Why you should pay attention to this thing called The Great Resignation

Like most things, leadership has its lingo and its latest buzzwords. Authentic. Disruption. The new normal.

The “new black”, if you will, is The Great Resignation. It’s got the business world in a flurry and as a leader, it is a trend you should probably pay attention to, even if you aren’t digging this latest buzzword. 

So, what exactly is The Great Resignation?

Well, it’s something we’re seeing across the US and now the world (yup, it’s hitting us here in New Zealand as well), with millions of people quitting their jobs or thinking about it. Recent research by Microsoft suggests that 41% of workers worldwide are considering quitting their jobs, and here in Aotearoa, an AUT study found that people with “high turnover intentions” increased from 34.7% to 46.4% compared with 2020. (And in even worse news, it seems to be particularly prevalent among women, who are exiting the labour force at twice the rate men have due to challenges with childcare). 

So, what can you do to address (and hopefully prevent) The Great Resignation in your organisation? Here are five things which are always on trend in leadership, but which are ‘muy importante’ right now:

  1. Focus on trust. Make building trust with your team your priority. Everything good flows from this. What to know how? See this post and this post for some ideas.
  2. Identify the issues. If you’re looking at your turnover rates and feeling a bit squeamish, before you panic and jump into action, take a closer look at the root causes. Identify the underlying reasons for these resignations and look for themes. This is a time to make sure you’re playing close attention to those exit interviews. What are the issues at a systemic level?
  3. Look after the survivors. Love the one you’re with. One of the simplest yet often overlooked ways to do this is to ask. Ask your employees what is important to them, what is frustrating them, and what you could do to make them feel more engaged and valued. What’s even more important though, is what you do with that information. Go back to them after you’ve done this to tell them what you’re hearing, then take action on the things they’re shouting the loudest about. Simple huh?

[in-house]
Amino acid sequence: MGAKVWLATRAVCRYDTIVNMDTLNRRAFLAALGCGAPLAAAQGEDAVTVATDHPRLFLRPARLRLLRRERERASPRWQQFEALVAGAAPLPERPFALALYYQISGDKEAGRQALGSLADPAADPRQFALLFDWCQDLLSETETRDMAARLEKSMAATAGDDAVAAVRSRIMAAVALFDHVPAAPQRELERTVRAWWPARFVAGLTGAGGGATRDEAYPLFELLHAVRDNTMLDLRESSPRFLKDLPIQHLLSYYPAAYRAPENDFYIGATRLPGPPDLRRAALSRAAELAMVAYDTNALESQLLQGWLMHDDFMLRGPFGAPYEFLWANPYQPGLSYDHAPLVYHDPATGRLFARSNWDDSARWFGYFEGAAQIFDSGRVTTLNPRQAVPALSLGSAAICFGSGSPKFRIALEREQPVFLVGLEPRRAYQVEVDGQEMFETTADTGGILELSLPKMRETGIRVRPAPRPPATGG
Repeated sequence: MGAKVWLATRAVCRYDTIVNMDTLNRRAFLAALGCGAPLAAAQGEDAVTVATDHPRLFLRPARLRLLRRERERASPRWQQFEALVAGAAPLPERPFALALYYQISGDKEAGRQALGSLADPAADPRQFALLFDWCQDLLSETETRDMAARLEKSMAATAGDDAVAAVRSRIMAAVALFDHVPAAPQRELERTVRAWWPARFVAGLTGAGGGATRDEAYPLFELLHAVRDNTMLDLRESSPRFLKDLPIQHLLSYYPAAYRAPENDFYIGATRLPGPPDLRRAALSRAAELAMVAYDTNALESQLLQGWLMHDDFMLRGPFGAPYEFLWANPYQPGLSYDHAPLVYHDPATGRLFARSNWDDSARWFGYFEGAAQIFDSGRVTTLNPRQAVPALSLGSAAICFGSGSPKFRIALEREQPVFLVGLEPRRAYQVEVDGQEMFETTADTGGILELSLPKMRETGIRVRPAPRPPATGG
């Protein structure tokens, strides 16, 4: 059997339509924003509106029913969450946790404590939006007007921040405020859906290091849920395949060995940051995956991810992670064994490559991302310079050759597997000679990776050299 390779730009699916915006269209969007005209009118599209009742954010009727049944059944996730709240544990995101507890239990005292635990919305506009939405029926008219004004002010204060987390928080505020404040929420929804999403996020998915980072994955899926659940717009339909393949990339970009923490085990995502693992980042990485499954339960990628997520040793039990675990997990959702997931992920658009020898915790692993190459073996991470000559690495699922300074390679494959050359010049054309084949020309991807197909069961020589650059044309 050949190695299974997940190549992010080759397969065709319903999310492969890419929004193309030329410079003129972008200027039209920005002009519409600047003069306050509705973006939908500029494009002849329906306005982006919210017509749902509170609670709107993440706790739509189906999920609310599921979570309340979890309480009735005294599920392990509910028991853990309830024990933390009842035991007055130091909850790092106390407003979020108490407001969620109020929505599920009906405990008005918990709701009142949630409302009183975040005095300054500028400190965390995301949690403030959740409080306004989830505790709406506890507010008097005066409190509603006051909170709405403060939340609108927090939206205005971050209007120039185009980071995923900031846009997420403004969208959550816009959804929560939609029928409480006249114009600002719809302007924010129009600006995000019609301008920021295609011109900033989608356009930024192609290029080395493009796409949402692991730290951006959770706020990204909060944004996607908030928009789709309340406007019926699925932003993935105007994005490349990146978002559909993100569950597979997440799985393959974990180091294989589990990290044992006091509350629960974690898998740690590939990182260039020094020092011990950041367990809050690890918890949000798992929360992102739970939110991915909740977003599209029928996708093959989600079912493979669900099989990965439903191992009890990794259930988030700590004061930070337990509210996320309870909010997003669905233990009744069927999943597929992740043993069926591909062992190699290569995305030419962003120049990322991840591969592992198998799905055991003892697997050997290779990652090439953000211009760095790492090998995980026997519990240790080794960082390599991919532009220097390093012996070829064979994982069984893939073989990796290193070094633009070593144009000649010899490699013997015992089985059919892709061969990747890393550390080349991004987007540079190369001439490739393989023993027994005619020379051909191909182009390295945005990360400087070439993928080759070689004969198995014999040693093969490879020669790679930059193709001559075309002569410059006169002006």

4. Ensure fairness and equity. Especially around pay, perks, prestige, and promotion. See point two. It can be uncomfortable to look under the hood and realise there are some practices or realities in your organisation’s ecosystem which ain’t as rosy as you thought. Face reality and make amends. A lack of fairness is not only a cause of burnout, but also like lighter fuel for disengagement. It will have some of your best and brightest (especially in minority groups) head for the door quicker than you can say “haere ra”.
  5. Improve your leadership capability. Invest in upskilling your leaders at all levels. I may be biased, but lots of research backs me up on this – poor leadership practices are often at the root of bad metrics in organisations. As the saying goes, “people don’t leave their organisations, they leave their boss.” Too often we thrust people into roles of leadership without the skills and tools to do it well. And then wonder why they’re coming unstuck. That’s why I developed The Leader’s Map – a blended leadership programme for organisations to equip their emerging leaders with tools and collective learning that they need to lead well.

While we can all choose to avoid the latest fashion trends (and sometimes I think we should – apparently mullets are coming back in fashion?!), a trend like The Great Resignation is much harder to ignore. Whether we like it or not, employees are considering leaving their jobs (and sometimes the workforce). As a leader, it’s your job to make sure that you’re facing that reality head on. 

Luckily, with some self-awareness, openness to feedback, and care for your remaining people, you can reduce the negative impacts of the great resignation on your team – and even turn this concerning trend into an opportunity. 

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Suzi McAlpine

Suzi McAlpine is a Leadership Development Specialist and author of the award-winning leadership blog, The Leader’s Digest. She writes and teaches about accomplished leadership, what magic emerges when it’s present, and how to ignite better leadership in individuals, teams and organisations. Suzi has been a leader and senior executive herself, working alongside CEOs and executive teams in a variety of roles. Her experience has included being a head-hunter, an executive coach, and a practice leader for a division at the world’s largest HR consulting firm. Suzi provides a range of services as a Leadership Development Specialist, including executive coaching, leadership workshops and development programmes for CEOs, leadership teams and organisations throughout New Zealand.

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